Dating Advice #49 - What's Wrong, Doc?
His poor track record leaves him wondering: Is there something fundamentally wrong? Therapy seems to be the answer.
Dear Rosie & Sherry,
I have been reading your column for a while now and I appreciate your practical insight and advice. I haven't yet seen my particular issue addressed, so here goes.
I am 30, never married, and get along well with my family. I have a good job and most people would describe me as very intelligent, personable, funny and a "mensch." I have been dating about seven years and people try to set me up all the time.
I usually go out with a woman an average of 2-5 times, unless there's a first-date problem like unattractiveness or different values/attitude. I don't monopolize the conversations and it is a healthy mix of sharing personal (but not too much personal) information, feelings, anecdotes, hopes, along with some superficial and/or light talk to keep it focused, but not intense. I often feel that I am working very hard at keeping the conversation going. Still, I'm good at this and most women have a good time. Most of the time, my dates start to get attached, but I don't ever feel the start of any emotional attachment.
My pattern here is that I am physically attracted to these women and we generally share compatible lifestyles and values. Yet I do not feel the beginning of any emotional attraction even though I wish this would be the case. Nor do I find myself developing feelings of admiration and respect for the person.
I try to give it a chance, but if I feel nothing by 4 or 5 dates, I'm usually the one who ends things. Also, this way it doesn't get dragged out and cause hurt feelings.
As tough as it is to admit, now after a couple of years, I honestly think that I don't want to get married. The idea of emotional intimacy does scare me more and more as time goes by. My parents used to argue all the time when I was growing up, and I understand that this can cause a latent fear of intimacy as well as block any potential feelings now with my dating partners. I've prayed, read all of the recommended dating books, taken a number of "dating vacations," and gone to therapy -- but nothing seems to help.
I still feel a measure of anxiety about emotional intimacy, and generally don't feel like finding someone -- especially since I don't know what I'm missing. I feel stuck. I've stopped dating in general because it's not fair to those who are indeed dating for marriage. On the other hand, I feel I have a duty to try my best and I don't want to look back many years from now and kick myself for not trying to get married.
Any direction and suggestions would be greatly appreciated.
We were impressed by the insightfulness of your letter, and you seem to have nailed your problem succinctly. Your fear of emotional intimacy is preventing you from developing a deep relationship with another person.
Even though you are wary about your prospects for the future, fear of intimacy is a difficulty that you can successfully overcome. However, you won't be able to do it alone. You'll need the guidance of the right therapist.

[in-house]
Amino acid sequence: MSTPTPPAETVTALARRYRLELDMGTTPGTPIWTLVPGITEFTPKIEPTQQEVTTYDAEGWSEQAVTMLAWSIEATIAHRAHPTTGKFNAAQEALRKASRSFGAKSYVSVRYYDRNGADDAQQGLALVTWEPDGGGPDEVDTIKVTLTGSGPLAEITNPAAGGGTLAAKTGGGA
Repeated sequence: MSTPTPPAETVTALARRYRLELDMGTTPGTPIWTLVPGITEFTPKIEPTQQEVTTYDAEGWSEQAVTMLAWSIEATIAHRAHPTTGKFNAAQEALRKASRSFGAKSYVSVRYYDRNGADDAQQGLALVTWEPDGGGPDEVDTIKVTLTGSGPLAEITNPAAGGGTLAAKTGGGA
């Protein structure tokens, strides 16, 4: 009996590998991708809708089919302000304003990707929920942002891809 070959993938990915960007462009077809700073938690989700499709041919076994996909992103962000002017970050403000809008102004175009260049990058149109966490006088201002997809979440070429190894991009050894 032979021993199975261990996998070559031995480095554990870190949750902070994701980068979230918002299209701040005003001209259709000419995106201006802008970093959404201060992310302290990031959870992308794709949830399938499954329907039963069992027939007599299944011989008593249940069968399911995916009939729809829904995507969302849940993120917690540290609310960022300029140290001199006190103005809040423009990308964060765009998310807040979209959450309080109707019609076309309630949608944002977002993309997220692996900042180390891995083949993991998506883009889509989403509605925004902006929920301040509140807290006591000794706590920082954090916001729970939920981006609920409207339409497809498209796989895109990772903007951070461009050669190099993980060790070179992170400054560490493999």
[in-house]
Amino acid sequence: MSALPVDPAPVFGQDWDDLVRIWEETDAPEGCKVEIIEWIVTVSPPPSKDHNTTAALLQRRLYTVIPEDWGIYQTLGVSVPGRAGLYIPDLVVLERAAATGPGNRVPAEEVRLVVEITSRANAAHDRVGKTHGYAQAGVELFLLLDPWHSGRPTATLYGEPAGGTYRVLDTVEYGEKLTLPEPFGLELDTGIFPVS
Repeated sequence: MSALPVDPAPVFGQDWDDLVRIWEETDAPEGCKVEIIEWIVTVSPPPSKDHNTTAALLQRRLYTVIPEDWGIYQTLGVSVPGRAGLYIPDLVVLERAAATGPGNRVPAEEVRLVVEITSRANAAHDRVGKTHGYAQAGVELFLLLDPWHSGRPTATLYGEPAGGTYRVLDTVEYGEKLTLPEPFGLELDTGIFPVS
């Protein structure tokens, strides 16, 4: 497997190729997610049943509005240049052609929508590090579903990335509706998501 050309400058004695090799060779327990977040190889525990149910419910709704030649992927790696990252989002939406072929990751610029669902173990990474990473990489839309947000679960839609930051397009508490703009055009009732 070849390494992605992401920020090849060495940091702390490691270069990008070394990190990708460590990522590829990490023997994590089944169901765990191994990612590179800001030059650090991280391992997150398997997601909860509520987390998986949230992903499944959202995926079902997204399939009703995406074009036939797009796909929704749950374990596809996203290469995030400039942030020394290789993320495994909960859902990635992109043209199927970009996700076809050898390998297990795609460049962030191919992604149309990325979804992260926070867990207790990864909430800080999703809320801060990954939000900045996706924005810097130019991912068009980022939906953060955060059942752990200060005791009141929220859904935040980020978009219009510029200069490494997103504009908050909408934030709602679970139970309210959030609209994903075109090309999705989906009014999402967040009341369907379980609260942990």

Each qualified therapist uses a different approach, and schools of clinical social work and clinical psychology (as well as psychiatric programs in medical schools) teach several different therapeutic methods, appropriate for different needs. The therapist you saw in the past may have helped you with other issues, but it is our educated guess that he/she did not specifically address your fear of emotional intimacy.
The problem you identified usually stems from a time in a person's childhood or adolescence that he/she has not been able to move past. It could be that you are afraid to repeat the patterns you saw in your parents' marriage. Or it could be that you stopped moving forward emotionally at some point in your development. An intuitive therapist will be able to pinpoint your specific problem in one or two sessions.
We recommend that you find a forward-looking therapist who can identify your problem almost immediately and can devise a program of therapy that addresses it. Experience has shown that the psychodynamic approach and other long-term therapies are not suitable for clients who want to address the specific issue that is holding them back from forming an emotionally intimate relationship.
You may have to meet with a few therapists before you will find the one who is right for you. Nevertheless, we encourage you to stay in therapy until you and your therapist agree it can end. Many people are able to address their difficulties in several months' time, and even those individuals who need a longer period of therapy are very pleased with the success they achieve. While we cannot give any guarantees, experience has shown that men and women who complete this therapy can form the emotional connections that have eluded them for so long, enabling them to build happy and loving marriages.
We think that the insight you displayed in your letter will help you tremendously, both in your work with a therapist and in your future marriage. In the meantime, you're wise to take a break from dating. And in a relatively short time, when you see the positive results of therapy, you'll be able to re-enter the dating maze and find the best route to a happy home. Good luck.
Rosie & Sherry